Q: Unionville Elementary School. So that was the fist - the very first school. How big was Unionville?

A: Unionville had 14 teachers - 2 teachers for each grade, one through seventh.

Q: What was it like to start in Orange in a school that size, as you are reflecting now on other principalships you have had in other school that you have had. What were the advantages of that school?

A: The advantages to me were a lot of veteran teachers thee who taught me an awful lot. I remember distinctly one of them saying that I would think I was coming to an old-folks' home coming to that school.

Q: What were some of the things those veteran teachers taught you? Can you name one thing?

A: I liked that school very much. I considered it an ideal size. We had two teachers for each grade, and we could organize and do things with little children around. We had what we called a modified departmentalization. Teachers would teach subjects that they were comfortable with, with little children around in the grade level.

Q: So what they did then was sort of team-teaching approach. They picked the subject area in which they ...

A: We picked it together, I guess.

Q: Oh, and then after Orange where did you travel?

A: Eight to ten years there and I went from Orange to Prince William -- right here in Woodbridge.

Q: Woodbridge, and so you were here for a lengthy period of time.

A: Twenty-five years.

Q: Twenty-five years at one school or at several schools?

A: No, I was at several schools. I jokingly say they couldn't find anything I could do. I came and opened ... Well, we were still growing rapidly but at that time when I came to open an elementary school ... Potomic View. I stayed there for about 18 years and when the administration changed, I went back. Well, when I came here, the building wasn't there but we had school.

Q: What do you mean the building wasn't there, but you had a school?

A: We went to school on shifts. I don't know how long you've been here, but the other school would go in the morning from eight until noon, and then we would go from noon until five.

Q: How many students did you have from noon until five?

A: I'd say from five to six hundred.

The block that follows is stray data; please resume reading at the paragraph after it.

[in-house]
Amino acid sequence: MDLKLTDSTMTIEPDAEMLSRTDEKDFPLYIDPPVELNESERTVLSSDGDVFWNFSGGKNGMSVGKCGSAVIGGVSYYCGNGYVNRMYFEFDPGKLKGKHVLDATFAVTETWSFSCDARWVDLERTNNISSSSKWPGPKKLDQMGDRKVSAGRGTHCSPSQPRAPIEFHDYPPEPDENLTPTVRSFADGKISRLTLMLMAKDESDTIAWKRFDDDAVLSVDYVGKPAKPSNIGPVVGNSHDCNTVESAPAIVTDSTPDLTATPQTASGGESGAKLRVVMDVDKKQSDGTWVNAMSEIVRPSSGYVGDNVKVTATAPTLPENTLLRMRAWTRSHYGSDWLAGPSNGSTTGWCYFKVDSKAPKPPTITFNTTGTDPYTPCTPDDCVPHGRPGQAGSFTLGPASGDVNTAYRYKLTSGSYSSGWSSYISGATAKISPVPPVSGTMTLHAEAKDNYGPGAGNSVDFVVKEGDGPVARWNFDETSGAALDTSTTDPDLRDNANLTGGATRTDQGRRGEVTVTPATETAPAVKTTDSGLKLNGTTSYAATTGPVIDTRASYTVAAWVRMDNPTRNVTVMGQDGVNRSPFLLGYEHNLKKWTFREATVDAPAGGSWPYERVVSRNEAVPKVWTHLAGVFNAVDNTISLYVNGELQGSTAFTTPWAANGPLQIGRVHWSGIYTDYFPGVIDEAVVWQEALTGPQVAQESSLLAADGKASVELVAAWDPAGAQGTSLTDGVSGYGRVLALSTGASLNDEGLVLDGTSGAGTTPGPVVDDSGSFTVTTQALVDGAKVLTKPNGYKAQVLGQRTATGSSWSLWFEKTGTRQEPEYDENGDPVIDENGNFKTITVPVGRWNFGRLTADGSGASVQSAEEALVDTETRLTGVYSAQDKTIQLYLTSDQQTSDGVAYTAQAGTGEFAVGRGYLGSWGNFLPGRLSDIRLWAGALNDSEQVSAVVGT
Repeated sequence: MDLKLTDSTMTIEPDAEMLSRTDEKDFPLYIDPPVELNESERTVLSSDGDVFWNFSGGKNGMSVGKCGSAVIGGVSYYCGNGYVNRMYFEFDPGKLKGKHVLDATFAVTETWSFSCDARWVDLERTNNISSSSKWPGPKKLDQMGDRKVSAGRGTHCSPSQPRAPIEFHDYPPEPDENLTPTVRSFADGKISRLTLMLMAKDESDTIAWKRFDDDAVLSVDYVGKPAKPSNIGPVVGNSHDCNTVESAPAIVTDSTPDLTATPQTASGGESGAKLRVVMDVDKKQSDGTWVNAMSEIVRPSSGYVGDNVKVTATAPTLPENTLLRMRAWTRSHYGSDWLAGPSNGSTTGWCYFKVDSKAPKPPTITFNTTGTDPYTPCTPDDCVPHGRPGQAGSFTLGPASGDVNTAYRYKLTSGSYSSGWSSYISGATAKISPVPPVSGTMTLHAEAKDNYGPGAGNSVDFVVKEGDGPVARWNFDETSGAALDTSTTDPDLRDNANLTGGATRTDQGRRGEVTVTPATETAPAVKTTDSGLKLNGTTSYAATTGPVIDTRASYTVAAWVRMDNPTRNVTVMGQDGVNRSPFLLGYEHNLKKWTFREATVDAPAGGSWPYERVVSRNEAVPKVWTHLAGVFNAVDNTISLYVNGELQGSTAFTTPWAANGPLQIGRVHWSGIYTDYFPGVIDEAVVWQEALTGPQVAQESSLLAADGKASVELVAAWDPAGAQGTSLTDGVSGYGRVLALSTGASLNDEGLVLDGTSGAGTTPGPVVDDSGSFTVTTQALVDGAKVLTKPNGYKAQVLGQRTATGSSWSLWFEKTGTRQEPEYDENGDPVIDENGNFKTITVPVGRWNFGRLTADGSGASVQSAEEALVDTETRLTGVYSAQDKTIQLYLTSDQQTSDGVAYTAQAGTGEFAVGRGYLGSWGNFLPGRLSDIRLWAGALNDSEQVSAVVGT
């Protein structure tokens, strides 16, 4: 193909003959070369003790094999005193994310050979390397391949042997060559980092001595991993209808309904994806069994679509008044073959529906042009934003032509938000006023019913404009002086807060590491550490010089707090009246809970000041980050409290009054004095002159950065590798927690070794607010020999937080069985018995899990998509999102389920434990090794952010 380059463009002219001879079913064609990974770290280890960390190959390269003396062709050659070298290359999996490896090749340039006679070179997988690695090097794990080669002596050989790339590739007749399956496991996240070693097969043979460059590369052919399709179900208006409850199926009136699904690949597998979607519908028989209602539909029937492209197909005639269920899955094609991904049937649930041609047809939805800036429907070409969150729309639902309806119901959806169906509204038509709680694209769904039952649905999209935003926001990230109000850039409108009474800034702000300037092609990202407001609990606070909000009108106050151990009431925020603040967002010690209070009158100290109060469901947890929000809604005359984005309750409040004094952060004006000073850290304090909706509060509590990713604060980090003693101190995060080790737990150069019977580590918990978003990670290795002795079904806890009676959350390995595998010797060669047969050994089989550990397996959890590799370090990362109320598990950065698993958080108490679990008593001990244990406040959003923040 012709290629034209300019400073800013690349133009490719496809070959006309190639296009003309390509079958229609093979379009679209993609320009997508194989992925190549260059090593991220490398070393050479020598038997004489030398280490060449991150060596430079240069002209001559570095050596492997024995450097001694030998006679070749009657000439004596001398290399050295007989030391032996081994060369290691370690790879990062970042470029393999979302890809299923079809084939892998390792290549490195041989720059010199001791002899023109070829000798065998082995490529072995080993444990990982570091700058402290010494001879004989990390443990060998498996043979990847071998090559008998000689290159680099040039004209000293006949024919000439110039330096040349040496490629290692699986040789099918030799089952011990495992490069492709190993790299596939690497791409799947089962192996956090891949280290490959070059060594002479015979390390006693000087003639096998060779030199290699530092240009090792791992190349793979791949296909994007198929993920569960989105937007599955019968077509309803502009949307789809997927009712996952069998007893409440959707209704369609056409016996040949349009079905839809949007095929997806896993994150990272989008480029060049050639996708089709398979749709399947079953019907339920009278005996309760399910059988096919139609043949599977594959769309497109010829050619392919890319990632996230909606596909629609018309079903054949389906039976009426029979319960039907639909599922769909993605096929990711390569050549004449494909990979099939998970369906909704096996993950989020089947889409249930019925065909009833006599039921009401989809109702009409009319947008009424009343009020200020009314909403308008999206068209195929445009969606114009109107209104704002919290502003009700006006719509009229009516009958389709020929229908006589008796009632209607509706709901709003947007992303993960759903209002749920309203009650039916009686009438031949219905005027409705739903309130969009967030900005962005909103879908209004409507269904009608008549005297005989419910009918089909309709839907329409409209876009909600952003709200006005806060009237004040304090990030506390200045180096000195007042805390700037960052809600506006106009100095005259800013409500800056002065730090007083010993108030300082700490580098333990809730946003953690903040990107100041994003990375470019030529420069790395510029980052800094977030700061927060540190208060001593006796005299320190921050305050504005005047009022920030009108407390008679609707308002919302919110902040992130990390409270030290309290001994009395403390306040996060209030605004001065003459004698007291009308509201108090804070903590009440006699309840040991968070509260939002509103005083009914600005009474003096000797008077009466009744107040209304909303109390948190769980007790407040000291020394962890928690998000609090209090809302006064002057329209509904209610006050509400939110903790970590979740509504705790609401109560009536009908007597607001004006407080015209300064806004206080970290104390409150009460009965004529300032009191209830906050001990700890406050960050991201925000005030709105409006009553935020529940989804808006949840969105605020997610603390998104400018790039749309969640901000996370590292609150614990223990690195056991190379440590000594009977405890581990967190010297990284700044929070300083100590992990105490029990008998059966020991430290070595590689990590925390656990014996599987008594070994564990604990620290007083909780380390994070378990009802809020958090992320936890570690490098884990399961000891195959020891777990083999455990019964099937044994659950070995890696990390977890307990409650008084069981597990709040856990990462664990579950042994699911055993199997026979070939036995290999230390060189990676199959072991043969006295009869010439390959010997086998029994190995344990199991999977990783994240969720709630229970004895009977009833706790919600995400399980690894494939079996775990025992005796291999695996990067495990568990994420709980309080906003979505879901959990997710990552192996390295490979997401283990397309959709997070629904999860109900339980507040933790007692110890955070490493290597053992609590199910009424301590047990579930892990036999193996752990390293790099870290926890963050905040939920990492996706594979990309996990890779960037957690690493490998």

Q: How did that affect those students? These are elementary school students?

A: Elementary students - 1 through 7.

Q: That they were still in school at 5:00 at night.

A: Well, we worried about them because of traffic on U.S. 1 - we didn't have Rt. 95. We had to transport them up and down by bus. We didn't have music; we didn't have art; we didn't have lunch. So we could work everything else into that time.

Q: How did it affect the students, physically, to be there starting at 12:00 and go ...

A: Well, they had all morning. I don't know if they slept late. It was good for me.

Q: What time did you have to report?

A: I usually reported around 10:00 and that's nice.

Q: Certainly. Then there were two completely different schools - two different principals?

A: Two different principals. Well, the buses would bring our children in. We would put them in the gymnasium and the auditorium. The other school would dismiss and put their children on the buses. They would go home, and then we would send ours to the classroom. Then his staff, principal, custodian and everything would leave, and we would take over.

Q: What advantages - can you think of any advantages?

A: Of course, people talk about the frills. We didn't have the frills.

Q: You didn't? O.K., so you were teaching the basics.

A: We were teaching the basics. I think we did a good job. One thing I can think about. We'd have staff meeting in the morning before school so teachers didn't have to stay late. They had the mornings to go shopping and all those things.

Q: Do you think the teachers enjoyed that schedule of twelve to five?

A: I think so, especially the ones on the morning shift. At noon they were through.

Q: Now were those people paid a regular salary?

A: Paid a regular salary.

Q: How long did that exist? How long did the situation exist?

A: Well, our particular situation was from the opening of school until February when we moved into the new building.

Q: This brings me to another point. Did you ever have to go back to split shifts again, or were you always in one building on a normal time schedule?

A: When we had year-round schools. The next step when we came over was year-round.